Monday 23 April 2018

Councils pay €350k to spy on the public

Private eyes snoop on compensation cheats, dumpers and staff

Spying game: Detectives use a variety of methods to observe their targets Photo: Gerry Mooney
Spying game: Detectives use a variety of methods to observe their targets Photo: Gerry Mooney
Mark O'Regan

Mark O'Regan

Private detectives employed by local authorities are using night-vision glasses, 'spy bugs' and covert cameras to snoop on members of the public - and one council has used a private eye to track down a "missing" employee.

A trawl through the accounts of some of the country's largest councils, reveals private sleuths are being used to gather evidence in a variety of situations, including the investigation of bogus compensation claims and possible social welfare fraud.

Figures show 12 of the country's 31 local authorities spent over €350,000 on this kind of probe since 2009.

Investigators have also been used to secure information on serious cases of anti-social behaviour, nuisance neighbours, and large-scale illegal dumpers.

In 2011, Dun Laoghaire/Rathdown County Council employed investigators after receiving a serious complaint from a business owner within their jurisdiction. It was decided to engage a detective agency to carry out "surveillance work", which cost €8,300.

Meanwhile, Dublin City Council, the country's largest local authority, spent €22,000 in the past five years employing the services of private eyes to carry out various evidence- gathering assignments.

Three investigators were engaged for the purpose of probing four personal injury cases involving legal proceedings being taken against the council.

Council chiefs also decided to use a private investigator to try to locate a member of staff who had mysteriously gone "missing."

In a statement, the council said the purpose of the investigation was to find the employee who was "absent from duty without explanation".

However, it refused to provide the specific details of the disappearance, and said it was "not in a position" to give the overall costs in this case.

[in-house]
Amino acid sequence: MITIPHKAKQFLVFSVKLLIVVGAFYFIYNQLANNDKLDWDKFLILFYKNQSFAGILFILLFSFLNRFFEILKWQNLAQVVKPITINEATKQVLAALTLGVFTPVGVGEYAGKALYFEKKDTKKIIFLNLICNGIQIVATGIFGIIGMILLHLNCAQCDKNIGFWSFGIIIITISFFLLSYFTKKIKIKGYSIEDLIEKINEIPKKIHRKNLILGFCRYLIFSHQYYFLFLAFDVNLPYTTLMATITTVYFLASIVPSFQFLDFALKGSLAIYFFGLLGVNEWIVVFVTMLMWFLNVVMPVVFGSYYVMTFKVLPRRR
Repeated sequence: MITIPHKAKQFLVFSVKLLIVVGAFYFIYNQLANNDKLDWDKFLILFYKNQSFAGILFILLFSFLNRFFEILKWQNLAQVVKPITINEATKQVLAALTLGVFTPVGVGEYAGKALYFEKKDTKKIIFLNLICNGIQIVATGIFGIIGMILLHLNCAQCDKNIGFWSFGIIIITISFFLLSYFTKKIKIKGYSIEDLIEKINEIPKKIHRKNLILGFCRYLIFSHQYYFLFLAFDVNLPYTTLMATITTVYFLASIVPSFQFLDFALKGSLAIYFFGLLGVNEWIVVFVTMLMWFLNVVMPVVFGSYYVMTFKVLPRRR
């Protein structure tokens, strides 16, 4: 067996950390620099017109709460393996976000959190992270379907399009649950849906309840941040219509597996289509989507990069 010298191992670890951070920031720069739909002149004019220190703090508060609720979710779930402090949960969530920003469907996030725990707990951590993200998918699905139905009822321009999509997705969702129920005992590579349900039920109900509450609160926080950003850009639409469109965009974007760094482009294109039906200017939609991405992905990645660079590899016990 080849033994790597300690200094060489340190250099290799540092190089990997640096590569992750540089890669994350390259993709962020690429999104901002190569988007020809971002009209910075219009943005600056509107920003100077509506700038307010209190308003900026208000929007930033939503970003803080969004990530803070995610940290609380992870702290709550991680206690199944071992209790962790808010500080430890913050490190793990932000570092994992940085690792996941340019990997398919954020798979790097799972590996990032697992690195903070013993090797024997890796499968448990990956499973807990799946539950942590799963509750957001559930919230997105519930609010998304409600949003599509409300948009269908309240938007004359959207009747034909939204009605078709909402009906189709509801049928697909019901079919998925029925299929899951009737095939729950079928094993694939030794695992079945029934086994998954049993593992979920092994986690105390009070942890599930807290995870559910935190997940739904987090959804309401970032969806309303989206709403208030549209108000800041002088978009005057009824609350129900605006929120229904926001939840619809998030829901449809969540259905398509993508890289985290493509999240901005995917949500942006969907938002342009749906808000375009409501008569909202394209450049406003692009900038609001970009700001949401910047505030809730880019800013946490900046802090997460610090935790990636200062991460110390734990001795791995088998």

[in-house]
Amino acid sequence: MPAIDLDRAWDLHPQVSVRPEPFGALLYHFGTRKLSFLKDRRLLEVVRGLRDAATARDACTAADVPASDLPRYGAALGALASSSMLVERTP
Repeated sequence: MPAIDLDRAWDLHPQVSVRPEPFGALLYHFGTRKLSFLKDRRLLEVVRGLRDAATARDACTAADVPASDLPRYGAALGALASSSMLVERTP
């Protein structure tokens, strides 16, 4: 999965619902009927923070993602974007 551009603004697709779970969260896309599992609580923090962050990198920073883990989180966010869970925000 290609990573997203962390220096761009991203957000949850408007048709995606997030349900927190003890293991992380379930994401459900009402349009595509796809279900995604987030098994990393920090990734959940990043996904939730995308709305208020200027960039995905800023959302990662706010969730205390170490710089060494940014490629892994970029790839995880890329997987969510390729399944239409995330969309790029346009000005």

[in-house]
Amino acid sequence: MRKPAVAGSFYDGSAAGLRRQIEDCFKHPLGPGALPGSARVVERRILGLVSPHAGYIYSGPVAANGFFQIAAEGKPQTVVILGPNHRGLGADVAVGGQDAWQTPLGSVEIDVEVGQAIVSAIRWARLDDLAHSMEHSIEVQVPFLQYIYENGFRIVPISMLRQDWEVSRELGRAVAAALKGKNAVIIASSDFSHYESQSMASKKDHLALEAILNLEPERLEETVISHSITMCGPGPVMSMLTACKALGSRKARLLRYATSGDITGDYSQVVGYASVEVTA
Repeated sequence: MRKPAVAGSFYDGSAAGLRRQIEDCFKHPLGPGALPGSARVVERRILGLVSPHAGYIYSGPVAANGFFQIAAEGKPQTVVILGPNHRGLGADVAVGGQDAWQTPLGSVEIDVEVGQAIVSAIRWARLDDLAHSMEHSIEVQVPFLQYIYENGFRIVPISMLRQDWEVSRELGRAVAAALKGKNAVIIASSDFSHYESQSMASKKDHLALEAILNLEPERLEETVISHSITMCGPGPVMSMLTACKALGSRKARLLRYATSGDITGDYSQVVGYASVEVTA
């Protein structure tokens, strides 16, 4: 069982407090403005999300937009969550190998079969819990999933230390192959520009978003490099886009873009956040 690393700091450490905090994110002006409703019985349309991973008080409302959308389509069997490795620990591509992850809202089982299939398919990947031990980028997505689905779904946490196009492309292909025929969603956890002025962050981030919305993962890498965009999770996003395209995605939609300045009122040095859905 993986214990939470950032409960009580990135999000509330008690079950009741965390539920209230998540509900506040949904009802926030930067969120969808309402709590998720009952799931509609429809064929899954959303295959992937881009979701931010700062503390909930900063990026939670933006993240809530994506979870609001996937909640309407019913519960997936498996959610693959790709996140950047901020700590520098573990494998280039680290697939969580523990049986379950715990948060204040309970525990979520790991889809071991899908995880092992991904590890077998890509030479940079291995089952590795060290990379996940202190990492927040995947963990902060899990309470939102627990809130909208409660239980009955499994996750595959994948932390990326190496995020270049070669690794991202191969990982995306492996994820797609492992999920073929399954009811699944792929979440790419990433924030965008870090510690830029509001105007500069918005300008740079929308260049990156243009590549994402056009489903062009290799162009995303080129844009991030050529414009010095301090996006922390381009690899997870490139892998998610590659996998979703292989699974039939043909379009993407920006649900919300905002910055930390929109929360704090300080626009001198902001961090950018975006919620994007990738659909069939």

The council also declined to divulge whether the staff member was ever found.

Meanwhile, Fingal County Council paid out over €32,600 in the past five years to investigators by way of gathering information on suspect compensation claims against the council.

Documents obtained by the Sunday Independent under a Freedom of Information request reveal that South Dublin County Council spent €8,185 over the same period on suspect claims.

Elsewhere, Cork County Council resorted to private surveillance techniques to carry out a background check on an alleged "large-scale polluter".

A tenant who "abandoned" their council house was also investigated. Nearly €900 was allocated to try to establish the financial means of a litigant who refused to pay costs to the council arising from a court case.

Cork City Council, meanwhile, allocated €27,000 to gather evidence of those who were engaged in serious anti-social behaviour and "drug dealing."

In a statement, it stressed the overall objective is to protect its finances, and to assist the council in the defence of "spurious, exaggerated, or fraudulent claims."

Speaking to the Sunday Independent, Michael Foley from Foley Detective & Security Agency, based in Dublin, described each operation as "unique", requiring individual planning.

Night-vision glasses and specialised listening devices are used by some private investigators, he said, but the methods required are generally more straightforward than that.

"The technology in an iPhone is excellent, so we use that in the majority of circumstances, when it comes to recording data.

"We usually start the surveillance early because we need to get an idea of the individual's daily routine," he said.

"If it involves a nuisance neighbour, we usually try to get video evidence. For instance, during the summer, the individual causing trouble might be sitting outside in the sun, drinking alcohol.

"In a case like that we'd take video footage and still photographs using SLR cameras with optical and digital zoom."

A covert stakeout operation is usually carried out while sitting in a van across the street, he said.

"In cases involving members of the public making claims for an accident, such as a fall in a public place, we'd keep an eye on them over a few days, to see what they're up to and to ensure that the claim is genuine."

Sunday Independent

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